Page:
Quote of the day:
"Both the sire and the dam have excellent hips therefore your dog should too unless you stressed him/her as a puppy."
Is this true? It seems to put all the blame on the owner if there does turn out to be a problem with a dogs hips. Something about this didn't sit right with me so some research was in order. This is an overview of what I found, be sure to read Parts 1-8 in full for more information on CHD.
Conclusions from Part One of the article:
To understand this genetically transmitted disease, we must first understand the workings of the normal canine hip.
by John C. Cargill MA, MBA, MS and Susan Thorpe-Vargas, MS
Hip dysplasia is not something a dog acquires; a dog either is genetically dysplastic or it is not. Initially, the hips of affected and normal puppies are indistinguishable. Later in life, an affected animal can exhibit a wide range of phenotypes, all the way from normal to severely dysplastic and functionally crippled. You should take away from this article the idea that hip dysplasia is genetically inherited. Never believe a fellow breeder or fancier who claims there is no hip dysplasia in his or her line. Never believe breeders who claim that if their breeding lines carried the genes for hip dysplasia they would be able to see it in their animals' gaits. This just is not true.
Conclusions from Part Two of the article:
Causative Factors of Canine Hip Dysplasia
by John C. Cargill MA, MBA, MS
Conclusions: While environmental effects, to include nutrition and exercise, may play a part in mitigating or delaying the onset of clinical signs and clinical symptoms hip dysplasia remains a genetically transmitted disease. Only by rigorous genetic selection will the incidence rate be reduced. In the meantime, it makes sense to have lean puppies that are exercised regularly and to avoid breeding any animals from litters that showed signs of hip dysplasia. It is probable that even normal exercise levels may increase the phenotypic expression of CHD of a genetically predisposed dog. Stay away from calcium supplementation of any kind; all it can do is hurt. There is no conclusive evidence that vitamin C can prevent hip dysplasia, but there is some evidence that vitamin C may be useful in reducing pain and inflammation in the dysplastic dog. Let your conscience and your veterinarian be your guides in supplementing with vitamin C. Fortunately, large doses of vitamin C are readily excreted, but it is still possible to cause untoward side effects with megadoses.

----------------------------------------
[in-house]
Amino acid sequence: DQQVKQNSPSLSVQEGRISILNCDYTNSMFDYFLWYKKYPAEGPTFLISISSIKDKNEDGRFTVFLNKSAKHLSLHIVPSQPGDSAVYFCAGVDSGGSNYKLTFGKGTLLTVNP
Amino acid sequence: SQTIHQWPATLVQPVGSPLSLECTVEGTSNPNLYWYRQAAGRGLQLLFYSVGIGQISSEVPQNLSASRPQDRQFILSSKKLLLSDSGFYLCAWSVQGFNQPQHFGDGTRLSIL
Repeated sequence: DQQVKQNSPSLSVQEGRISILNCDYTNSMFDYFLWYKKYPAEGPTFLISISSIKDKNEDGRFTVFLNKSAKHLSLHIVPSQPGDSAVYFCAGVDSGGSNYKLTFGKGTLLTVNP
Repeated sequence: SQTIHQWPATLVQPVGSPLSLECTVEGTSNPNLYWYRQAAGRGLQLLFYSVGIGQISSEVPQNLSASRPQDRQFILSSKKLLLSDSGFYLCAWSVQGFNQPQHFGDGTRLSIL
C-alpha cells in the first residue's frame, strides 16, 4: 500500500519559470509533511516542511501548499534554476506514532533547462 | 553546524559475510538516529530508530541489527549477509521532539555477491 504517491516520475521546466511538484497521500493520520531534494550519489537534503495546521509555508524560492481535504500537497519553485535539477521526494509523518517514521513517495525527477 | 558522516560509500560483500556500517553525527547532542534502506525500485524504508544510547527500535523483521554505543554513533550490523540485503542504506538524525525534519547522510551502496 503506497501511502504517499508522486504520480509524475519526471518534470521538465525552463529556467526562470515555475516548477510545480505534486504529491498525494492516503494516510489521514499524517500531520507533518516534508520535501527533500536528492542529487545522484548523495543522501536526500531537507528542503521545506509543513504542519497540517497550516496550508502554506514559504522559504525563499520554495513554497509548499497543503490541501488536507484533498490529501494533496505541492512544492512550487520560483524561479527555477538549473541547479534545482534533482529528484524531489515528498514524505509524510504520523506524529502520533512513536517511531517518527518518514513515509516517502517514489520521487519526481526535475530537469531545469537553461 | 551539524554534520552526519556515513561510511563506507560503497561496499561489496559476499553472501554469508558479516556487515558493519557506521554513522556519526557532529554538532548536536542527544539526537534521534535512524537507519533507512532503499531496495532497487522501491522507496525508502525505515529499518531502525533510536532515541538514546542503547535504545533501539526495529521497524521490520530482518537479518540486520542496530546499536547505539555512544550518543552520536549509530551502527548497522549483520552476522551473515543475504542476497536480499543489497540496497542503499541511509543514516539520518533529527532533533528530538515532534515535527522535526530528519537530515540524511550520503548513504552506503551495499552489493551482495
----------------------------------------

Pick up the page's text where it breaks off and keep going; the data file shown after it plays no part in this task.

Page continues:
Be sure to read Parts 1-8 for the complete story, and for more information on Canine Hip Dysplasia check out the OFA website:
Orthopedic Foundation for Animals